The designation is another feather in the cap for the borough, which was named the third-best small town in America by Smithsonian Magazine in 2012. It’s also something Red Bank RiverCenter can leverage in its efforts to fill store vacancies and bring in shoppers, said executive director Jim Scavone.

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RED BANK: IS THIS A ‘GREAT’ DOWNTOWN?

broad st rb 2 061512A view along Broad Street from 2012. (Photo by John T. Ward. Click to enlarge)

HOT-TOPIC_03What’s your favorite New Jersey downtown?

The state chapter of the American Planning Association is asking the public for its input on the question, and Red Bank is among the candidates.

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SLEDGER: FAKE-FARMER LAW NEEDS TEETH

A recently enacted state law aimed at culling ‘fake farmer‘ landowners “will eventually give local tax officials the power to force out fakers,” but doesn’t go far enough, the Star-Ledger says in an editorial published Friday.

Championed by state Senator and Red Bank resident Jen Beck – who won her seat in 2007 after a battling an opponent she tagged as a fake farmer – the reform bill signed by Governor Chris Christie this month goes too easy on wealthy individuals, developers and owners of office parks who took advantage of the old law to duck some $95 million a year in local taxes, the Sledger says.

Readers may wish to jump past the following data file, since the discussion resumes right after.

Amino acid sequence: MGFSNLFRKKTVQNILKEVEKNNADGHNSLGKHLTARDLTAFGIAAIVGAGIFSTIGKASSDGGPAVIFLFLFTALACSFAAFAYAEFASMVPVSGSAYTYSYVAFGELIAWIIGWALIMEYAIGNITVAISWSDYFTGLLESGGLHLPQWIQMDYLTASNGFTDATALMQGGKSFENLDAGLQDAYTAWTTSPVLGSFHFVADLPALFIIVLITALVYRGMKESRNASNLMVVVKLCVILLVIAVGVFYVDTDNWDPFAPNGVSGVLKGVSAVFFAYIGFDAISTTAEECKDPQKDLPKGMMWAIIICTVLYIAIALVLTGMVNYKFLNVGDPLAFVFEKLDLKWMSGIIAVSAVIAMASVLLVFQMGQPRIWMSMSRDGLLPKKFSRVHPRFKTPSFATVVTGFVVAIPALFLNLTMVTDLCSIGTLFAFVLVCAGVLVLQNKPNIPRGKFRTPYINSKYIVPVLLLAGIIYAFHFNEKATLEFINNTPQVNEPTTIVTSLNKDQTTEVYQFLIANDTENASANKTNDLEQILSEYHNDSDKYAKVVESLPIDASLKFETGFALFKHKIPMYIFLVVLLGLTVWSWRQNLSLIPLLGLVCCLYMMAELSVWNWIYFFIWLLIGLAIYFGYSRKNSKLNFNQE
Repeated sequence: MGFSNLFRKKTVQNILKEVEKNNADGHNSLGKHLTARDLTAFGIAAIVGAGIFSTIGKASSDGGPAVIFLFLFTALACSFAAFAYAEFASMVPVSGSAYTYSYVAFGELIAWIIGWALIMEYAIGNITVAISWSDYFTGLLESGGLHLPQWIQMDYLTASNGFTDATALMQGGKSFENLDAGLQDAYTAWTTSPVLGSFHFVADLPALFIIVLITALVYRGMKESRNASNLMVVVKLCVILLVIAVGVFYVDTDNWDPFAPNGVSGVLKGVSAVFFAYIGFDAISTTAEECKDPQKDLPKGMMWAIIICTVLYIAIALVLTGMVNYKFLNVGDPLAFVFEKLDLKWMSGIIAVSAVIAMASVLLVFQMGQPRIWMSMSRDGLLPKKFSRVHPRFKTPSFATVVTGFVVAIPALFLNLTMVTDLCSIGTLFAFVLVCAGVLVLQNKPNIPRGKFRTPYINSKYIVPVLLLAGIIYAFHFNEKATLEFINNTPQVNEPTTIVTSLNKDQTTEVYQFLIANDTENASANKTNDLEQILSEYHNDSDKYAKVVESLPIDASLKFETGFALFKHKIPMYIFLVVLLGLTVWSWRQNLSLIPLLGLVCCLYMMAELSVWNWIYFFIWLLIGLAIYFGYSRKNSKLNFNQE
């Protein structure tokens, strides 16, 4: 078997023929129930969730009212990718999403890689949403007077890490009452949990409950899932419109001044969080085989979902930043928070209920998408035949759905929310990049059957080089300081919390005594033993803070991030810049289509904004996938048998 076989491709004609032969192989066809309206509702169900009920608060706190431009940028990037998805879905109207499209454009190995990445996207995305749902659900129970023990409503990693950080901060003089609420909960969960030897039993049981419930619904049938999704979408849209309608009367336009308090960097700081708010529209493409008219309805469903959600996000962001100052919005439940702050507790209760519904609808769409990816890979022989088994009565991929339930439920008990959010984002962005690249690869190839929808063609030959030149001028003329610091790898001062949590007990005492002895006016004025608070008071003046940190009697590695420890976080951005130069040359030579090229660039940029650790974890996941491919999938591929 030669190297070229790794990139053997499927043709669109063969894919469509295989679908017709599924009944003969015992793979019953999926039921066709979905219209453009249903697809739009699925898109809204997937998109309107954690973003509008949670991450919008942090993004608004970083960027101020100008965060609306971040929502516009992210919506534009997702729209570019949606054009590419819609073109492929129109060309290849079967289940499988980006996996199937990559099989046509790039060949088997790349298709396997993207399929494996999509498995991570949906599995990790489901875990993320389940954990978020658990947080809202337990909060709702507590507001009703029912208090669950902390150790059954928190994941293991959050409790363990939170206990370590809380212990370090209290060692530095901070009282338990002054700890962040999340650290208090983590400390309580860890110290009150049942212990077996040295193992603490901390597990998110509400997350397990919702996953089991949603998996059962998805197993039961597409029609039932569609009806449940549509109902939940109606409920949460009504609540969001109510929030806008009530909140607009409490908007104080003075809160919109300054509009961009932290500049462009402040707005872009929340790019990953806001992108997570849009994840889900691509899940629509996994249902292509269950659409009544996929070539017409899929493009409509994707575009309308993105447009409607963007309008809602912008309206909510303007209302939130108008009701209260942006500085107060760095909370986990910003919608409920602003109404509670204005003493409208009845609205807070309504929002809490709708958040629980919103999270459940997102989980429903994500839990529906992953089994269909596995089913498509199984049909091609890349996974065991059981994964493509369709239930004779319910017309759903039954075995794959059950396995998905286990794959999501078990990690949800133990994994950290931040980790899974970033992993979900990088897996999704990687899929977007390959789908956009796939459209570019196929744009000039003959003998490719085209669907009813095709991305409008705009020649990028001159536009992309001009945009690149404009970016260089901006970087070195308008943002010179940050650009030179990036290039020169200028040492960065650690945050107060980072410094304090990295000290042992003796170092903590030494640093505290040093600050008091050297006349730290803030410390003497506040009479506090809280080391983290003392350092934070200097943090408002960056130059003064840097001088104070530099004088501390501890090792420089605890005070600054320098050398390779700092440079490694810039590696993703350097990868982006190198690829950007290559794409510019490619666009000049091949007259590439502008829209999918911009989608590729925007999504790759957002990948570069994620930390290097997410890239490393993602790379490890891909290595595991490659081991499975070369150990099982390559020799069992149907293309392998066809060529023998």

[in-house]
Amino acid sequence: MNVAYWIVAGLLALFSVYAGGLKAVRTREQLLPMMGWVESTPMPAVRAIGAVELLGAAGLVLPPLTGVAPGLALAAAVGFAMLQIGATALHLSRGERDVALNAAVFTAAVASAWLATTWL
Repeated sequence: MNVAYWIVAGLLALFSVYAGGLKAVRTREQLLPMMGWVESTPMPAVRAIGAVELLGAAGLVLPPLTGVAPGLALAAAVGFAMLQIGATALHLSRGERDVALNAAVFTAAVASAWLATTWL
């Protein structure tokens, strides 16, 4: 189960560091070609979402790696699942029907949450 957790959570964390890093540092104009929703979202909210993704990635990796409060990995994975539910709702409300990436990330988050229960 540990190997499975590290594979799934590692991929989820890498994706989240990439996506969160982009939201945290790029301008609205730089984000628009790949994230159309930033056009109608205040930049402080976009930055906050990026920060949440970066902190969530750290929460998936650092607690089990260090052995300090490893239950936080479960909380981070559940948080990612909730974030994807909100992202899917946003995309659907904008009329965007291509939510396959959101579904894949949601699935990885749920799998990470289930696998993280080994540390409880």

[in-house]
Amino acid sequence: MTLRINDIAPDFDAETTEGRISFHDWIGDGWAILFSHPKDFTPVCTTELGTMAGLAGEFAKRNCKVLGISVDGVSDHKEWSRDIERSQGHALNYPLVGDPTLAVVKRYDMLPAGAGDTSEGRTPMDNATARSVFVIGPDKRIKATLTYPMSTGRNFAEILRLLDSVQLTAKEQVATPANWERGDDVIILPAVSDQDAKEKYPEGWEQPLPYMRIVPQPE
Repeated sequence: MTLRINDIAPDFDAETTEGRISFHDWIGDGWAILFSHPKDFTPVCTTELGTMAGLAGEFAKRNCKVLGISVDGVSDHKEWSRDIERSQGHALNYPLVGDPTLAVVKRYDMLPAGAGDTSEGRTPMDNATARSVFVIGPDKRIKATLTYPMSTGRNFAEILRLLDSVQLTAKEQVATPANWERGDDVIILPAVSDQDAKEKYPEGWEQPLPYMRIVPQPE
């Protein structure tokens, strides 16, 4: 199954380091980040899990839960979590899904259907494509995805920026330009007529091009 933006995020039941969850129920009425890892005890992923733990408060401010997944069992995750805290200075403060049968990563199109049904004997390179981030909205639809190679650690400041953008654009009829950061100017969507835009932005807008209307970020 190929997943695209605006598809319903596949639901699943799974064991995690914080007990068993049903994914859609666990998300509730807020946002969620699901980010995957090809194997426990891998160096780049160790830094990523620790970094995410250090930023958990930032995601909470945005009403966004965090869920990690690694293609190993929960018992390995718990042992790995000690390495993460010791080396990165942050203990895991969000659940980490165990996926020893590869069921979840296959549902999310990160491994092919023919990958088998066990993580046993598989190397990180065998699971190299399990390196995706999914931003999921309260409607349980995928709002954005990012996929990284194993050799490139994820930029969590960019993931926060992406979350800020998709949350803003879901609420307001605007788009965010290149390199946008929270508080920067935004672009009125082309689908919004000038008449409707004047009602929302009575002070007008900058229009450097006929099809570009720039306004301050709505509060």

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RED BANK: YOUNG ORATORS DEBUT

Twelve-year-old Akin Gaddis, a student at the Ranney School in Tinton Falls, reads Langston Hughes‘ poem titled ‘Negro‘ at the Red Bank council meeting Wednesday night as part of a presentation on the borough chapter of New Jersey Orators, a group that teaches public speaking skills to young African-Americans.

Zuri Mondesir, 10, another member of the eight-month-old chapter, recited a poem by Shel Silverstein.

The Red Bank Orators are coached by borough Councilwoman Juanita Lewis.

RED BANK: MORE ART, LIVE AND ON THE HOOF

The locator map for Friday’s Art Walk, and one of Gabriela Rusu’s paintings (right) in a show that opens tonight. (Click to enlarge)

Coming off Sunday’s highly successful roll-out of an outdoor art exhibition, Red Bank hosts two more art events this week, starting with one tonight.

That’s the opening of Dynamic Constructions and the Body as a Pretext, a collection of some 50 paintings by Gabriela Rusu. The Romanian artist will be on hand for an opening reception from 6 to 9 p.m. at 25 Bridge Avenue.

Rusu will also greet evening visitors on Thursday and again Friday, during the next edition of Red Bank ArtWalk.

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PRESS: MEDICAL MARIJUANA CASE POSTPONED